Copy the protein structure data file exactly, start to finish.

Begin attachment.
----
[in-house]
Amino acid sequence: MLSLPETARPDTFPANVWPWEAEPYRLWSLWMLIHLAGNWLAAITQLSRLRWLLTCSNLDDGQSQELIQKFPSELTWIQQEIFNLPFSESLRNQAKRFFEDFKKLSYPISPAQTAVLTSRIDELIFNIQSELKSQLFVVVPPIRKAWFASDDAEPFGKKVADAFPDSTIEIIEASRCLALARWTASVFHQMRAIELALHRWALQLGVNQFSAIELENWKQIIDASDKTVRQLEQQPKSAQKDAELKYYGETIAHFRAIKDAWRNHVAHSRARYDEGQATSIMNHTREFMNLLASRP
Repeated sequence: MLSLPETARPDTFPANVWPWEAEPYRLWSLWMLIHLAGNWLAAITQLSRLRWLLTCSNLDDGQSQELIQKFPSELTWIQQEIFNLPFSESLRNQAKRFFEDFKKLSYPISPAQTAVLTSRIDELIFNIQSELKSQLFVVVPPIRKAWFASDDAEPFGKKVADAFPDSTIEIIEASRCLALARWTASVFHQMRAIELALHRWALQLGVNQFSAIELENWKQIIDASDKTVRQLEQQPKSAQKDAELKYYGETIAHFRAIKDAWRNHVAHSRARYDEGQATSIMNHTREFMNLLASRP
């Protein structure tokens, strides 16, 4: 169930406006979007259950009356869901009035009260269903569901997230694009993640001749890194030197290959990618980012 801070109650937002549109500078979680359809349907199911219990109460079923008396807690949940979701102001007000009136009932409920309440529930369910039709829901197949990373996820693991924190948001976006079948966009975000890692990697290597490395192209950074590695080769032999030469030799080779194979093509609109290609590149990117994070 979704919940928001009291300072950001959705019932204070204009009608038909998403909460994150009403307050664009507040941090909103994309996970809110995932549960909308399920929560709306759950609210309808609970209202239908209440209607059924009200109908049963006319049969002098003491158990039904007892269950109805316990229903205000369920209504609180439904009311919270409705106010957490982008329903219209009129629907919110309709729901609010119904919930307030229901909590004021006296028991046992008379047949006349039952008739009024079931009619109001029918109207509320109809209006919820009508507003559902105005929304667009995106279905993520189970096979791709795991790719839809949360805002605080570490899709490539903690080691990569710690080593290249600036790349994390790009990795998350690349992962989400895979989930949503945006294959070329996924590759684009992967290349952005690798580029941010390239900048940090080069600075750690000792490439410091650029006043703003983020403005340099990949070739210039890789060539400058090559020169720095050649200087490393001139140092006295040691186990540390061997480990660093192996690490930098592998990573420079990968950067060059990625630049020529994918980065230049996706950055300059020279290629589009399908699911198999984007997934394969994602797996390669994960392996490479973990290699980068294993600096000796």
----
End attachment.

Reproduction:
[in-house]
Amino acid sequence: MLSLPETARPDTFPANVWPWEAEPYRLWSLWMLIHLAGNWLAAITQLSRLRWLLTCSNLDDGQSQELIQKFPSELTWIQQEIFNLPFSESLRNQAKRFFEDFKKLSYPISPAQTAVLTSRIDELIFNIQSELKSQLFVVVPPIRKAWFASDDAEPFGKKVADAFPDSTIEIIEASRCLALARWTASVFHQMRAIELALHRWALQLGVNQFSAIELENWKQIIDASDKTVRQLEQQPKSAQKDAELKYYGETIAHFRAIKDAWRNHVAHSRARYDEGQATSIMNHTREFMNLLASRP
Repeated sequence: MLSLPETARPDTFPANVWPWEAEPYRLWSLWMLIHLAGNWLAAITQLSRLRWLLTCSNLDDGQSQELIQKFPSELTWIQQEIFNLPFSESLRNQAKRFFEDFKKLSYPISPAQTAVLTSRIDELIFNIQSELKSQLFVVVPPIRKAWFASDDAEPFGKKVADAFPDSTIEIIEASRCLALARWTASVFHQMRAIELALHRWALQLGVNQFSAIELENWKQIIDASDKTVRQLEQQPKSAQKDAELKYYGETIAHFRAIKDAWRNHVAHSRARYDEGQATSIMNHTREFMNLLASRP
């Protein structure tokens, strides 16, 4: 169930406006979007259950009356869901009035009260269903569901997230694009993640001749890194030197290959990618980012 801070109650937002549109500078979680359809349907199911219990109460079923008396807690949940979701102001007000009136009932409920309440529930369910039709829901197949990373996820693991924190948001976006079948966009975000890692990697290597490395192209950074590695080769032999030469030799080779194979093509609109290609590149990117994070 979704919940928001009291300072950001959705019932204070204009009608038909998403909460994150009403307050664009507040941090909103994309996970809110995932549960909308399920929560709306759950609210309808609970209202239908209440209607059924009200109908049963006319049969002098003491158990039904007892269950109805316990229903205000369920209504609180439904009311919270409705106010957490982008329903219209009129629907919110309709729901609010119904919930307030229901909590004021006296028991046992008379047949006349039952008739009024079931009619109001029918109207509320109809209006919820009508507003559902105005929304667009995106279905993520189970096979791709795991790719839809949360805002605080570490899709490539903690080691990569710690080593290249600036790349994390790009990795998350690349992962989400895979989930949503945006294959070329996924590759684009992967290349952005690798580029941010390239900048940090080069600075750690000792490439410091650029006043703003983020403005340099990949070739210039890789060539400058090559020169720095050649200087490393001139140092006295040691186990540390061997480990660093192996690490930098592998990573420079990968950067060059990625630049020529994918980065230049996706950055300059020279290629589009399908699911198999984007997934394969994602797996390669994960392996490479973990290699980068294993600096000796």